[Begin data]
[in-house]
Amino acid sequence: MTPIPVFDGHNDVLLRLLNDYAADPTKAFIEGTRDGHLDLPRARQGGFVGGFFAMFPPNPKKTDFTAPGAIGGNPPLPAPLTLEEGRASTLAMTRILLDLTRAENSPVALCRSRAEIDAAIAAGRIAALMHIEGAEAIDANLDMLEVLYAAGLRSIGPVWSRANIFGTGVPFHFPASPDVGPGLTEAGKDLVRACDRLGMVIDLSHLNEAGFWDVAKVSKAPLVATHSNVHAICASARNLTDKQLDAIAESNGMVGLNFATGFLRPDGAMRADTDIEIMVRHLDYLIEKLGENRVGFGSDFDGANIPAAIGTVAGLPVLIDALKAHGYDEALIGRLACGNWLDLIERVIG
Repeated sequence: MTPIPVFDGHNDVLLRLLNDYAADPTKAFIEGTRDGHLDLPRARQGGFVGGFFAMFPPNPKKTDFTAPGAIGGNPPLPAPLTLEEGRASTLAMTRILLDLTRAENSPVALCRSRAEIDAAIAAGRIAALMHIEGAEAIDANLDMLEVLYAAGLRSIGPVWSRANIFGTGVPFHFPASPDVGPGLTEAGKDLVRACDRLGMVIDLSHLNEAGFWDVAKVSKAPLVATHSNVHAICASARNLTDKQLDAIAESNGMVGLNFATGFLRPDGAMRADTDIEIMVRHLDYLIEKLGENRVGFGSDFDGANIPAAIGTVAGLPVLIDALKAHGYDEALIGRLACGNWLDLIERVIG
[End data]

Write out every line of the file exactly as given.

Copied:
[in-house]
Amino acid sequence: MTPIPVFDGHNDVLLRLLNDYAADPTKAFIEGTRDGHLDLPRARQGGFVGGFFAMFPPNPKKTDFTAPGAIGGNPPLPAPLTLEEGRASTLAMTRILLDLTRAENSPVALCRSRAEIDAAIAAGRIAALMHIEGAEAIDANLDMLEVLYAAGLRSIGPVWSRANIFGTGVPFHFPASPDVGPGLTEAGKDLVRACDRLGMVIDLSHLNEAGFWDVAKVSKAPLVATHSNVHAICASARNLTDKQLDAIAESNGMVGLNFATGFLRPDGAMRADTDIEIMVRHLDYLIEKLGENRVGFGSDFDGANIPAAIGTVAGLPVLIDALKAHGYDEALIGRLACGNWLDLIERVIG
Repeated sequence: MTPIPVFDGHNDVLLRLLNDYAADPTKAFIEGTRDGHLDLPRARQGGFVGGFFAMFPPNPKKTDFTAPGAIGGNPPLPAPLTLEEGRASTLAMTRILLDLTRAENSPVALCRSRAEIDAAIAAGRIAALMHIEGAEAIDANLDMLEVLYAAGLRSIGPVWSRANIFGTGVPFHFPASPDVGPGLTEAGKDLVRACDRLGMVIDLSHLNEAGFWDVAKVSKAPLVATHSNVHAICASARNLTDKQLDAIAESNGMVGLNFATGFLRPDGAMRADTDIEIMVRHLDYLIEKLGENRVGFGSDFDGANIPAAIGTVAGLPVLIDALKAHGYDEALIGRLACGNWLDLIERVIG